Think back a little bit to 1981, when you arrived here in Washington. What did you imagine you were going to accomplish?
I was unsure that I was a long-timer here. I came here knowing that Massachusetts was going to lose a seat and that I was very likely to be the targeted one. In fact, I was. They mapped a district that everybody assumed I would lose, including me.
Did that shape what you wanted to do?
I had a kind of general liberal agenda. I also had in mind to try to do something about gay rights, as we then called it, because I’d been a leader on that in the [state] legislature. I was still closeted, but from the day I decided to run for office, I decided that I would, of course, still be closeted but that I would work very hard for gay rights. It would be totally dishonorable, being gay, not to do that.
What about Congress itself back then? You came in at a slightly strange time for a newly elected Democrat, at the beginning of the Reagan years.
But I came in somewhat sheltered, because my district adjoined Tip O’Neill’s district. I came in under the patronage of the speaker. I got to sit at the big-kids’ table. Tip put me on the committee that dealt with urban affairs and housing, then called the Banking committee. He’d arranged to have a Massachusetts member on every important committee: There was a Massachusetts member on Appropriations, on Ways and Means, on Energy and Commerce. The one substantive committee for us that had a vacancy was that one.
I had been in the state legislature for eight years. And legislating is very much a common thing—it’s not so different from one body to another. I mean, I can read Trollope about the nineteenth-century British Parliament and see similarities.
What are they?
In every other thing you do where there’s a formal relationship, one of two principles applies. Either there’s a hierarchy—there’s somebody who can hire and fire you and give you orders—or there’s no formal ongoing relationship, but you use money—I will sell you this car if you give me money, I will perform this operation if you give me money. Legislators have a formal set of responsibilities to work together, but there’s no hierarchy. There is nobody in the House that can give anybody else an order. The speaker’s more influential than a freshman member of the minority party, but nobody can order you to do anything. Every two years, the people in Massachusetts can fire me. But nobody I work with can fire me.
And, by the way, increasingly there’s much more autonomy from leadership. With the Internet and everything else, more of it’s on your own than not. So that puts a great priority on personal relationships—that’s how to be influential without being overly pushy.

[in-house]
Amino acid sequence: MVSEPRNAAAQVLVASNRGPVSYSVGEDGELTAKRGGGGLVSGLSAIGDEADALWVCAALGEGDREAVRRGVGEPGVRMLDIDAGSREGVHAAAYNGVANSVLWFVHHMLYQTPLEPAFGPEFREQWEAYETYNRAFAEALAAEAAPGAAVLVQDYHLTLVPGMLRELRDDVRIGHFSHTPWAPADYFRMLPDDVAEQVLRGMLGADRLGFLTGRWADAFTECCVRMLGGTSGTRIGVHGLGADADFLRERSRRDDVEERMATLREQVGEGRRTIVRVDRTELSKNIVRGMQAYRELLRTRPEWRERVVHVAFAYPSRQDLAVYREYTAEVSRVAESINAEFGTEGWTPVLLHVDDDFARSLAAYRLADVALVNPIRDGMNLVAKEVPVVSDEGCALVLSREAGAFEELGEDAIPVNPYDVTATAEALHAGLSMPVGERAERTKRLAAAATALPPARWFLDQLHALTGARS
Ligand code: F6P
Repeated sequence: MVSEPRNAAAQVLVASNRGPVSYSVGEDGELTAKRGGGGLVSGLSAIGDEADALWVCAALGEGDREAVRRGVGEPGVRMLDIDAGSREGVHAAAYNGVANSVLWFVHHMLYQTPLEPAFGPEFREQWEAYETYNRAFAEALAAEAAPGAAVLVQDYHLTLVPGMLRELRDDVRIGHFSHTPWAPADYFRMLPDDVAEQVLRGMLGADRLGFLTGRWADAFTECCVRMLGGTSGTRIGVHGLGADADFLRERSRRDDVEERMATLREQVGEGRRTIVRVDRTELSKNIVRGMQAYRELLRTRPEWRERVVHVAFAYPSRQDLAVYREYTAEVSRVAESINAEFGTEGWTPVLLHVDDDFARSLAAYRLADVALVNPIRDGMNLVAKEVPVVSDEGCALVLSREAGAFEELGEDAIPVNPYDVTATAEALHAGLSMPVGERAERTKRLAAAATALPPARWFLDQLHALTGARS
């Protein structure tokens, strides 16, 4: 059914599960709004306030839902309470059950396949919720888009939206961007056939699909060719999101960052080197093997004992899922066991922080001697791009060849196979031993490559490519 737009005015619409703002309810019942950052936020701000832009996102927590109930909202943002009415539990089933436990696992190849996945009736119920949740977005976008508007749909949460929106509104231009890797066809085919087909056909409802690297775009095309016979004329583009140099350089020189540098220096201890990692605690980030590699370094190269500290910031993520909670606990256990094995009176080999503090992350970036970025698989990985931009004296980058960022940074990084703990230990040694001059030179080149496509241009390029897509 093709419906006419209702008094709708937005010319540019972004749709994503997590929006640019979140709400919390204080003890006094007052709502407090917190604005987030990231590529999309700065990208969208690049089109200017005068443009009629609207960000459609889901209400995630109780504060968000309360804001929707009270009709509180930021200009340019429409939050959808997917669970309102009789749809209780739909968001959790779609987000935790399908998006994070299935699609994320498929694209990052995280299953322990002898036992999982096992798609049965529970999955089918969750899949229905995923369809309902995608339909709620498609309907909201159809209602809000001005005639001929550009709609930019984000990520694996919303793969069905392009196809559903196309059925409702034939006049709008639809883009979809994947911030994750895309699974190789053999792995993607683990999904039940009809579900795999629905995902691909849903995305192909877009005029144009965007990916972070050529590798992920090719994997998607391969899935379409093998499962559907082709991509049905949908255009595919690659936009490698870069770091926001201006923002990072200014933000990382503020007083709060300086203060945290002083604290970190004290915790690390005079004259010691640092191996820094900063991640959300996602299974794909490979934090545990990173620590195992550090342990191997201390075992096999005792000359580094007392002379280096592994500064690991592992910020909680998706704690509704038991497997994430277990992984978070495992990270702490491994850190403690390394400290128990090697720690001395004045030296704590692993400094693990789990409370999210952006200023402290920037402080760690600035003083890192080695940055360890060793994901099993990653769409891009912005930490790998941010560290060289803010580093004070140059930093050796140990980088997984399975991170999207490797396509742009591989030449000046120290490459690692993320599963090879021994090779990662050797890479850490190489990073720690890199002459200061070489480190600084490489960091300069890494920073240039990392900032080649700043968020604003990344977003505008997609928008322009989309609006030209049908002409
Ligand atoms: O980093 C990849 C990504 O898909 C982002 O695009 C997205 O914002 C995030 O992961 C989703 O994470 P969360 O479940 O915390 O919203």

You’re saying you’re not very pushy?
I’m a good legislator. I’m bad at some other things. On the other hand, I spent 1981 thinking for much of the time that this was only going to be a two-year deal.
Did that make you pushier at the time?
No. That’s what I would think about when I went to bed, but once the game started, you played the game. The bell rings, and you start swinging.
So it was at the start of your second term that you began to think of yourself as a long-term member?
After I won reelection in ’82, a guy I was friendly with, a Republican who’d been in the state legislature with me, said, “Well, this job is yours as long as you want it.” I said, “That’s right.”
People complain about the increased polarization and partisanship in Congress, and they attribute it, in part, to safe districts like yours.
Is there more polarization, in your judgment, in the House than there is in the Senate?
Okay, think about it—what did you just ask me? Literally, that just destroys the hypothesis. That just makes nonsense out of it.
The main reason for the increase in partisanship is Newt Gingrich and the success of his decision [as Speaker] to demonize the opposition as a way to win. That was reinforced by the right-wing takeover of the Republican Party. And finally, modern communications: Twenty years ago, people had a common set of facts that they read. They read opinion journalists, but they got their information generally from newspapers and from broadcasts. Now, the activists live in parallel universes, which are both separate and echo chambers for each. If you’re on the left, you listen to MSNBC, you go to the blogs, Huffington Post, et cetera, and you basically hear only what you agree with. If you’re on the right, you watch Fox News and the talk shows, and you hear only what you agree with. When we try to compromise, what you find is not people simply objecting to the specific terms of the compromise, but the activists object even to your trying to compromise, because they say, “Look, everybody I know agrees with us, so why are you giving in?”